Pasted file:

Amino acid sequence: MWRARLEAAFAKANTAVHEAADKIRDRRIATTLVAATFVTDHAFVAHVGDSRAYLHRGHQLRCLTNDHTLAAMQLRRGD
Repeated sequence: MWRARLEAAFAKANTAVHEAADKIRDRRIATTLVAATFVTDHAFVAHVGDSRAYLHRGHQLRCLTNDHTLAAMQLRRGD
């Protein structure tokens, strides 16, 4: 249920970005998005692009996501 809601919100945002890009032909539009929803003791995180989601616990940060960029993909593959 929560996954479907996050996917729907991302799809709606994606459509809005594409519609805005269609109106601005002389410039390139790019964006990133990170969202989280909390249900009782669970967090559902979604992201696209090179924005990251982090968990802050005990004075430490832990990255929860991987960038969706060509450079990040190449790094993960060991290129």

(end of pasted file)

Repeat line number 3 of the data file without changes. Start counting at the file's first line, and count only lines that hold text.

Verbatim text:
């Protein structure tokens, strides 16, 4: 249920970005998005692009996501 809601919100945002890009032909539009929803003791995180989601616990940060960029993909593959 929560996954479907996050996917729907991302799809709606994606459509809005594409519609805005269609109106601005002389410039390139790019964006990133990170969202989280909390249900009782669970967090559902979604992201696209090179924005990251982090968990802050005990004075430490832990990255929860991987960038969706060509450079990040190449790094993960060991290129």